The four Incinerate plus two x-spell configuration comes from my [locally] highly successful G/R deck from some years ago, TDC Heat, which was mostly great creatures and a couple of hot spells to finish, very good against conventional beatdown decks of the time and Blue control. This is the starting point; it may not be where the deck ends up (obviously).

4 Greater Gargadon
The only non-Kithkin creature in the deck, this seems like simply the best aggressive threat in the format as well as a fine combo card with Militia’s Pride and Flagstones of Trokair.

4 Amrou Scout
I played a lot of different Amrou Scout decks in the MTGO Tournament Practice Room after reading Patrick Chapin original article on Bound in Silence… This seems like the perfect home. Boros Again wants a two-drop and this card has some solid long game up-side.

1 Bound in Silence
Purely a combination with Amrou Scout… Though I suppose it is a fine card.

4 Goldmeadow Harrier
This seems like the proper compliment to Goldmeadow Stalwart on one. This deck is a little thin on one-drops (only eight proper) but you can kind of count Ancient Amphitheater there, especially with the deck running a strange number of lands for Standard beatdown. Again, testing will tell more as we approach Champs.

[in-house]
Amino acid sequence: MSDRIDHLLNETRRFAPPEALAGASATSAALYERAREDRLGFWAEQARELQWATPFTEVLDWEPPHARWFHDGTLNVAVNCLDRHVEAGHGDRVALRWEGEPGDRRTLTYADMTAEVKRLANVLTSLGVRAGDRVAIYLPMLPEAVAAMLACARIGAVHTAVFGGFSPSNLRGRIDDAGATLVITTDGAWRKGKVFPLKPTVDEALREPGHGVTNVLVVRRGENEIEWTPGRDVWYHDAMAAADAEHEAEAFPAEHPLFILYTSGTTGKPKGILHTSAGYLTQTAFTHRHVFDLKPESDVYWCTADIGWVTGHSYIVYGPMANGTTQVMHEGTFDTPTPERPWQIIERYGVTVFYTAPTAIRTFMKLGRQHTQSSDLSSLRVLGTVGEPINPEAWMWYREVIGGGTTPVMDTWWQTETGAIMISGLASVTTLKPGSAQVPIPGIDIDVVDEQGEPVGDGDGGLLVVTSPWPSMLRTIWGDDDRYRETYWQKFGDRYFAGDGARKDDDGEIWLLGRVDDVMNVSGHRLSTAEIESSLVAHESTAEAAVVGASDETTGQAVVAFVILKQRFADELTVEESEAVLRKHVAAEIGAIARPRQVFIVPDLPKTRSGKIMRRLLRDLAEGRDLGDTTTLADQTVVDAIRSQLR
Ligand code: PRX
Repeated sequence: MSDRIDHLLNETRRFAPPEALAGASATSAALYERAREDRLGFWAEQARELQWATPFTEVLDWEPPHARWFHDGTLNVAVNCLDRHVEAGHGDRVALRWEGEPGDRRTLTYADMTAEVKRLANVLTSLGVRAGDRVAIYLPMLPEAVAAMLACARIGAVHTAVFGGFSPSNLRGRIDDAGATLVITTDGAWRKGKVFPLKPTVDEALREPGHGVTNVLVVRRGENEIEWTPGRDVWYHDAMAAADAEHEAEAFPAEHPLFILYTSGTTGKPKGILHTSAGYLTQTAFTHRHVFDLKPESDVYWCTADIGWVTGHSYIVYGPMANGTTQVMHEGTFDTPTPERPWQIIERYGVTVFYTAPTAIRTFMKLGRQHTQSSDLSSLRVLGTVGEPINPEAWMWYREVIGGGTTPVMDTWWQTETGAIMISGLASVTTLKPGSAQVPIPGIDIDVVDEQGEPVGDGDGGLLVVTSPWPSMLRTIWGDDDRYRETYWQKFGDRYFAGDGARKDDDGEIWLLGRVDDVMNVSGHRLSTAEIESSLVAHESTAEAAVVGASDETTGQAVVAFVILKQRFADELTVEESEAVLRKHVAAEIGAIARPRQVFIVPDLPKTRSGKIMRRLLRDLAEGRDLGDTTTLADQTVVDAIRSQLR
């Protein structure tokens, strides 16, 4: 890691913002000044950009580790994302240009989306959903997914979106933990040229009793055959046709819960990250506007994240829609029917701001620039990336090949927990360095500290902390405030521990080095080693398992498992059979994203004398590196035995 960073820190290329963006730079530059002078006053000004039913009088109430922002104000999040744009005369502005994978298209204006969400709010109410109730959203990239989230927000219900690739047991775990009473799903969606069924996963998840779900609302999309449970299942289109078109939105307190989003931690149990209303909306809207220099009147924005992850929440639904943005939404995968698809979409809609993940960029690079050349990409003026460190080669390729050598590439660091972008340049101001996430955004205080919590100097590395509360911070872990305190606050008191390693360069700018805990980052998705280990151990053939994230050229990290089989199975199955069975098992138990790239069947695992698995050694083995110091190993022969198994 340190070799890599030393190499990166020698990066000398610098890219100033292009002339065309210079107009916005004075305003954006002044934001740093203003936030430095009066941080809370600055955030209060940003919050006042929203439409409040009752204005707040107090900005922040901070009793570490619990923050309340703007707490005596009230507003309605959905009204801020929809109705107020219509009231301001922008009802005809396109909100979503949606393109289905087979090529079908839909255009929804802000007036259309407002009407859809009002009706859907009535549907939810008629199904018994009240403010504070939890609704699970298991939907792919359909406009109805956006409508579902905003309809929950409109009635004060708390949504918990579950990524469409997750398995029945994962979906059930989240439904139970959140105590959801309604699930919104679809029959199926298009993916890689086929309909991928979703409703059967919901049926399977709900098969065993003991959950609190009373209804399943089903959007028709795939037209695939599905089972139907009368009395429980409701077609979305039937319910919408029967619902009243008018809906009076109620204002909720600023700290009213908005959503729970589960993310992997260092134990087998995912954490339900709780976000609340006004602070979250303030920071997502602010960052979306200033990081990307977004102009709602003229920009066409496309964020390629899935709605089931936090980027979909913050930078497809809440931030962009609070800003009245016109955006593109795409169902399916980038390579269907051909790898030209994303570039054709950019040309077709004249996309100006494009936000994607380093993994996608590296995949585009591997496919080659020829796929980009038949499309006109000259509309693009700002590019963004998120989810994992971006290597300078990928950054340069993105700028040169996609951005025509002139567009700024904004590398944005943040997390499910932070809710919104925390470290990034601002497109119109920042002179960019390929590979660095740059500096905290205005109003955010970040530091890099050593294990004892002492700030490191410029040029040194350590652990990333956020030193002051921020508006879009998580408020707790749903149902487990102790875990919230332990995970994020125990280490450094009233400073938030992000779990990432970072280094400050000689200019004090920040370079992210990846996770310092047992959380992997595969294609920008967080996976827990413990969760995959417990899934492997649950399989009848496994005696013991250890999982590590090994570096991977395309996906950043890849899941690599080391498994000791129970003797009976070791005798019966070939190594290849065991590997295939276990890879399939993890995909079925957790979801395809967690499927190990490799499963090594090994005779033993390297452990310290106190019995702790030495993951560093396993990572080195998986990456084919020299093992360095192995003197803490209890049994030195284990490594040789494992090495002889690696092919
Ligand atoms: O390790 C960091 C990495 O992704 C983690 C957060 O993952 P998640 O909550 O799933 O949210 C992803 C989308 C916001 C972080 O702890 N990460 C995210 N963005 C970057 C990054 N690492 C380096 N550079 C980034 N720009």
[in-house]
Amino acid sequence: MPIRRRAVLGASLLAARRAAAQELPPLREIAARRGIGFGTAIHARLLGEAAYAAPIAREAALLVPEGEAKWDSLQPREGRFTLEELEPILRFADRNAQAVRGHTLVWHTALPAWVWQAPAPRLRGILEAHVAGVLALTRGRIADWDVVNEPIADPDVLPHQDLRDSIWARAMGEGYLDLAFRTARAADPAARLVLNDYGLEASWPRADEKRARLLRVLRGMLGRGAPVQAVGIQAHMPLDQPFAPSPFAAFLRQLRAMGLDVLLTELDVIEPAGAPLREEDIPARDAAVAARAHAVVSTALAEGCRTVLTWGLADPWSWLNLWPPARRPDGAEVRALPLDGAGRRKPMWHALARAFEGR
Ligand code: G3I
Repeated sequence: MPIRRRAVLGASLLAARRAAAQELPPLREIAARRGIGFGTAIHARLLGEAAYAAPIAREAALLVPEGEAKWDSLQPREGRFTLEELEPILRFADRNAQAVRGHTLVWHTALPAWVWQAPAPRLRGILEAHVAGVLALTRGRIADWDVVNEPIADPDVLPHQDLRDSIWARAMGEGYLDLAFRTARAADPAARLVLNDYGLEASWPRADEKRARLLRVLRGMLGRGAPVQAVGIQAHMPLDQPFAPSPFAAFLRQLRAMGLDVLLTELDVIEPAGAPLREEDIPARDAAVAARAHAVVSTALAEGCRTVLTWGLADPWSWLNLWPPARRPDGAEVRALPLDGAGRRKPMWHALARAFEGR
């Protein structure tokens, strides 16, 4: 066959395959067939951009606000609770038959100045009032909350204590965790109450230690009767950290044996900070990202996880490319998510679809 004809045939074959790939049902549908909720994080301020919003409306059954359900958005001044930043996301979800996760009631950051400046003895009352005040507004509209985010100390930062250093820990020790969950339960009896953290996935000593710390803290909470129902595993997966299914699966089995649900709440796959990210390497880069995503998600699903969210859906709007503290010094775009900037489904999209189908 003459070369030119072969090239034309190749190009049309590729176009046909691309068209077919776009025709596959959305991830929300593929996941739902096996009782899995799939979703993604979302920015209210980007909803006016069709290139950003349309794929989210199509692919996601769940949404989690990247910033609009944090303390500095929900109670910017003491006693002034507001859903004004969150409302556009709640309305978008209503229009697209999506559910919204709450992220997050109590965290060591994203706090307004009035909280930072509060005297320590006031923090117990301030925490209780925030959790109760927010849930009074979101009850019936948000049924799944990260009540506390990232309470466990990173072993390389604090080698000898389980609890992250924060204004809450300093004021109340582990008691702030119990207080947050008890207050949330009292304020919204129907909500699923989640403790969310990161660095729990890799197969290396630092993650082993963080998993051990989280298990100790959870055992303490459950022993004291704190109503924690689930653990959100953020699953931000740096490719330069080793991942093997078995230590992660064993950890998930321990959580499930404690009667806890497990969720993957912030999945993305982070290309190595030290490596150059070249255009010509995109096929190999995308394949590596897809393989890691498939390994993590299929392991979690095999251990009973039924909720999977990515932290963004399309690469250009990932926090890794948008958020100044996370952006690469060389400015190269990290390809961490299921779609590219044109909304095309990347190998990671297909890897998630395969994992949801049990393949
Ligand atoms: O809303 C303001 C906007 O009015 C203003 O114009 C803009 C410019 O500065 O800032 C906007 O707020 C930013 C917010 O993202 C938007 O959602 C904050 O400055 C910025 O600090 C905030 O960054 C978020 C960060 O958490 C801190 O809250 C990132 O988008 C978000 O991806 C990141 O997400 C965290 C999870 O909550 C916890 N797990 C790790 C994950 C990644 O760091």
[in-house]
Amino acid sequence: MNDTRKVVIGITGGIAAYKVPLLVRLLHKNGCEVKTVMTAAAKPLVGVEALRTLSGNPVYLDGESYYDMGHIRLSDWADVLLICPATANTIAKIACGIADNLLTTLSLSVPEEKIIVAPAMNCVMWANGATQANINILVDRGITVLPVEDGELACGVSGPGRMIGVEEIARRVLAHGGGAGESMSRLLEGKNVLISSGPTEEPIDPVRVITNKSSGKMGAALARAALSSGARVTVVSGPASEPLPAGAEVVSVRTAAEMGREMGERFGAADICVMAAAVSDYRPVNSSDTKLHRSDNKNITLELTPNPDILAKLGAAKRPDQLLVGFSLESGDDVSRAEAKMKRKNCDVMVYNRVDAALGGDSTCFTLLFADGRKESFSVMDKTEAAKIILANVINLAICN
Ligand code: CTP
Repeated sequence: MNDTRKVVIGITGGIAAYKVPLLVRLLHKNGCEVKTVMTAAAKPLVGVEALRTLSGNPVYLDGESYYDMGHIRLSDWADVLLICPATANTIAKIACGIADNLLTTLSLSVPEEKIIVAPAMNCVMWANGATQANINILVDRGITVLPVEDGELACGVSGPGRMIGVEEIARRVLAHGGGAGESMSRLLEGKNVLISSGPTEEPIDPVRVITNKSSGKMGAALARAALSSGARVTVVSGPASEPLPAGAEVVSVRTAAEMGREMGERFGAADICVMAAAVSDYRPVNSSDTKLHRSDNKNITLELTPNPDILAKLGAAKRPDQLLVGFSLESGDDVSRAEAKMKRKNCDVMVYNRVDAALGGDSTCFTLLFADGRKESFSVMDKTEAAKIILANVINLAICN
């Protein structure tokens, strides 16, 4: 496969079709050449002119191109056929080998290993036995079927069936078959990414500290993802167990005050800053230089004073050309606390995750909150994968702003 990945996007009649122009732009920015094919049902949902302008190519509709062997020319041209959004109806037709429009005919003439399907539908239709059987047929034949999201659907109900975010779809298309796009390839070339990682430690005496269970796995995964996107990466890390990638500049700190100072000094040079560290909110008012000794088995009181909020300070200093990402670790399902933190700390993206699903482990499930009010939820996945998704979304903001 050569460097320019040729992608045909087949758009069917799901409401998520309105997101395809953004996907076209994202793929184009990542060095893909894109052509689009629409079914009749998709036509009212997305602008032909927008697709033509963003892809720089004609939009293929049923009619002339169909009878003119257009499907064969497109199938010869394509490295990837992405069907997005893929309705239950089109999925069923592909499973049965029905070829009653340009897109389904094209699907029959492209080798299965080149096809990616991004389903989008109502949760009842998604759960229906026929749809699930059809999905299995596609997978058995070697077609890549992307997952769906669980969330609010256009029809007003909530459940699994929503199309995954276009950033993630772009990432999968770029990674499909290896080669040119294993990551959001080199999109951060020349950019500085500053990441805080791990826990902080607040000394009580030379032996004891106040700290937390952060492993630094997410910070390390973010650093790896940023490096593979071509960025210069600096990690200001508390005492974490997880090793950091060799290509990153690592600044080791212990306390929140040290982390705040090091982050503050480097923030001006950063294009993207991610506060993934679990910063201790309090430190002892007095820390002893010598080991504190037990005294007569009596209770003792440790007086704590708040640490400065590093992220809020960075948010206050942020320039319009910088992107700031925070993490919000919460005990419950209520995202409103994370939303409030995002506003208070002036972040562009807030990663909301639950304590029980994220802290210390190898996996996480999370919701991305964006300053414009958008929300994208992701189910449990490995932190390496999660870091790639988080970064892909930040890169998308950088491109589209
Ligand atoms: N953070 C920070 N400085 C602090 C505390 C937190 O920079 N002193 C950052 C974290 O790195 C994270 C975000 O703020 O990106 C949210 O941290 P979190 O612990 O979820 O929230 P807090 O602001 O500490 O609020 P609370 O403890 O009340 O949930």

4 Goldmeadow Stalwart
Basically the most obvious choice for this kind of deck.

4 Knight of Meadowgrain
The second most obvious choice for this kind of deck… I am pretty sure this creature is the best [purely] White two-drop in the history of the game; Knight of Meadowgrain is also the answer to the life gain dilemma described above. It seems like players are going to go down the road of decks that either attack the lack of life gain (typically burn oriented aggression, potentially narrow damage combo) or are attacked (and presumably have to come up with an answer). Knight of Meadowgrain allows for some conservative life recoup. You don’t have to build completely around this card… It’s enough that you can get some serious value out of it.

4 Militia’s Pride
As a long time mid-range control player, this seems like the scariest card in the metagame. How does Blue beat this thing? It’s so cheap! I added a land to the main deck just so I could activate Militia’s Pride more often. Basically one creature becomes a minor army over time… It doesn’t even matter if he hits. This card takes a lot of decisions out of your hands and makes the opponent sweat even when he isn’t actually dead on board any time soon. Just fantastic.

3 Mirror Entity